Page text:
Freedom of expression under serious threat: Since the enactment of Law number 19 of 2016 on Electronic Information and Transaction Law (ITE), the AHRC has noted many cases of human rights activists being summoned and charged under article 27 (3) of the law, with a maximum sentence of four years imprisonment and penalty IDR 750,000,000 (Seven Hundred and Fifty Million Rupiah). A recent case is the charges against two leaders of Danamon Bank Labour Union in Jakarta. The chairperson and the secretary general of the Union were detained after organizing a peaceful protest and circulating a video speech of the chairperson. They were detained for 17 days, before being recently released. In another case, the Jakarta Metropolitan police summoned human rights activists who delivered a statement on TV about the slow progress of the investigation into the acid attack on Mr. Novel Baswedan. It seems the police prefer to summon activists, rather than focus on the acid attack.
It is important that government bodies, particularly the police, develop standards and guidelines on the implementation of the ITE law, to ensure that it is not in violation of human rights standards, specifically the right to freedom of expression and opinion. The ITE law should not be wrongfully interpreted; and nor should it be a draconian law endangering the future of human rights and democracy in Indonesia.
The AHRC also respectfully requests the UN High Commissioner for Human Rights to see and learn further about various human rights violations occurring in Papua (currently Papua and West Papua provinces). We note some serious examples: 1#. Measles and malnutrition in Asmat regency, where nearly 100 children have died due to a lack of health facilities and the failure of the government in developing Papua. We also note that there is a problem on the implementation of the Special Autonomy law number 21 of 2001. Since it was enacted over 16 years ago, the situation in Papua remains the same, particularly for local indigenous Papuans living in remote areas.
Moreover, other serious human rights violations such as torture and extrajudicial killings still occur in Papua, such as the torture of Albert Nawipa (15), a junior high school student, who was abducted, tortured by three Police Officers in Potikelek Market in Wamena and subsequently hospitalized. The police accused him of attacking a dancing show in Potikelek. Another example is the case of brutal shooting and violence committed by the Paniai Police Mobie Brigade. It was carried out against local indigenous Papuans in Oneibo, South Tigi District, Deiyai Regency, Papua on 1 August 2017. The Paniai shooting of December 2014, in which security forces shot to death five students and injured 17 others, has still not been investigated or prosecuted. Although the investigation team for Paniai started its work on 1 May 2016, the military and police have not shown any seriousness or commitment to cooperate with the National Commission on Human Rights (Komnas HAM).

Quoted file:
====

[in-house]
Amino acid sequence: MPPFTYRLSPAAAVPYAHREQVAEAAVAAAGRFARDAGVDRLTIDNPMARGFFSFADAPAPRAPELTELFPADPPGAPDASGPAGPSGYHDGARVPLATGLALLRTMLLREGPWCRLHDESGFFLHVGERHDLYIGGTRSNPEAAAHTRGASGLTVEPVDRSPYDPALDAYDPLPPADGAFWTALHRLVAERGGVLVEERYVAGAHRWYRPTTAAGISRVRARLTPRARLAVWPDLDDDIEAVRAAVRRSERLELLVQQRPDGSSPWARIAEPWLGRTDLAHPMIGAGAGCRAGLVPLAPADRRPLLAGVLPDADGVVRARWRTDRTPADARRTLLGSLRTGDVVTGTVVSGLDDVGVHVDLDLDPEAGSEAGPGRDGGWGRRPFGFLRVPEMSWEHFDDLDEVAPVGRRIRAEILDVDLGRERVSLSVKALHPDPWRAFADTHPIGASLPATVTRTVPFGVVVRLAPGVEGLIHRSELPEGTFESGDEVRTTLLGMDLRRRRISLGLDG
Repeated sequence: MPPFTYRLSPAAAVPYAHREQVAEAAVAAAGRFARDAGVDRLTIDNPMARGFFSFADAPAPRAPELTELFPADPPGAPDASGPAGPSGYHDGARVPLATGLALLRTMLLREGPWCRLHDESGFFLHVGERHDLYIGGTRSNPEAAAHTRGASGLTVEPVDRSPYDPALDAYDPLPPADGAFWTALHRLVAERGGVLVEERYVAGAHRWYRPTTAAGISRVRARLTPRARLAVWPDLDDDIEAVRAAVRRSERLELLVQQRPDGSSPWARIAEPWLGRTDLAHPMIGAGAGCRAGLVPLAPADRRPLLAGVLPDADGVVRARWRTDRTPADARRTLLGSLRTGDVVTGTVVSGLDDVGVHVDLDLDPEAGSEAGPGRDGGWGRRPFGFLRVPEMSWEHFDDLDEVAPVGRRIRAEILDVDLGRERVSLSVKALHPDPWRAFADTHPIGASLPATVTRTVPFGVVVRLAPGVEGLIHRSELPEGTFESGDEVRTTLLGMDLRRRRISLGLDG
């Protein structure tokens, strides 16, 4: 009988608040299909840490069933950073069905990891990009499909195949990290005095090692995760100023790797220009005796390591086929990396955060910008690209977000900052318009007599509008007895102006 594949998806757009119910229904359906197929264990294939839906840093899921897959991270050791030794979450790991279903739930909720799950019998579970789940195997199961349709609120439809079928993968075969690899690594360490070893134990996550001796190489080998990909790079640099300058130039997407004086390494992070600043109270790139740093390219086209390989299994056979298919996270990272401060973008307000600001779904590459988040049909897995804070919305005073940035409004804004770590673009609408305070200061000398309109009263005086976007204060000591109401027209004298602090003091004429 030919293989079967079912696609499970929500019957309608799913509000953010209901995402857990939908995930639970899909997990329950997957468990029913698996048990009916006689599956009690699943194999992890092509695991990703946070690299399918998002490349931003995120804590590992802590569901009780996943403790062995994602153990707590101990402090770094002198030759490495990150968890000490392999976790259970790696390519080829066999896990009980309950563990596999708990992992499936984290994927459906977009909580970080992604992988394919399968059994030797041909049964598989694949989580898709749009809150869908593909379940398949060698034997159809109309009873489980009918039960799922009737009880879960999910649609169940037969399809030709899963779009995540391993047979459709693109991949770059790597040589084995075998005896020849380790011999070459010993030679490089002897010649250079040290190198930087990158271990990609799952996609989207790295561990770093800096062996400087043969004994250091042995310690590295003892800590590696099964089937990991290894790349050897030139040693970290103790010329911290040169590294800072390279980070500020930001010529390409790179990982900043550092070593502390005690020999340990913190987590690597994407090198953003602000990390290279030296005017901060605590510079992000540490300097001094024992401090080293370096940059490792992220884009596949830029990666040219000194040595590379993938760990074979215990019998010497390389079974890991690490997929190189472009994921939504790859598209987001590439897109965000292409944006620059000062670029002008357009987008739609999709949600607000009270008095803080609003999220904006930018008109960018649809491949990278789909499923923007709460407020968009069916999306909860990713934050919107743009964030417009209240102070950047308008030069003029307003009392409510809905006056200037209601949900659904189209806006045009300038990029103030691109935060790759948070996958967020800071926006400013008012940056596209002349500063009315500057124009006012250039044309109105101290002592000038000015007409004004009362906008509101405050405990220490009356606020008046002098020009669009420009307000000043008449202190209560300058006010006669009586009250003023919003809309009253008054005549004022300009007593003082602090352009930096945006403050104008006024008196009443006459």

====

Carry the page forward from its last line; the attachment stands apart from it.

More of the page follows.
One of the main problems in Papua is the lack of accountability of law enforcement officials and also weaknesses of the criminal justice institutions. Furthermore, massive and frequent human rights violations in Papua are caused by the security approach taken, and the Government has been reluctant to evaluate and audit the present Security Forces in Papua.
We would also respectfully request you to pay attention to the development of human rights in Aceh province. The local Truth and Reconciliation Commission (TRC) in Aceh province has been inaugurated and recently has started its work. We do hope that the UN can monitor and strengthen the TRC. The Commission will be dealing with past human rights abuses that occurred in Aceh, in particular during Military Operation Area (DOM) 1989 to 1998 and Military of Emergency in 2003. While it is a local level Commission, the human rights violations that occurred in Aceh cannot be separated from the central government in Jakarta, as the policy behind these violations comes directly from the central government as well as military and police.
Lastly, the AHRC hopes you will consider the National Commission on Human Rights (Komnas HAM), which seems to be weakening in past years. None of the gross violations of human rights cases have been successfully prosecuted before the human rights court, as regulated under Law number 26 of 2000. The Commission should not merely be documenting and reporting cases, but in fact should be able to ensure and develop proper communication with other institutions to bring gross violations of human rights cases to the human rights court. The government and the parliament should seriously consider enhancing the mandate and function of the Commission, and amending and strengthening Law number 26 of 2000.
Your attention to the above situation of human rights in Indonesia is much appreciated, and we look forward to your meaningful interventions while in the country.
Asian Human Rights Commission, Hong Kong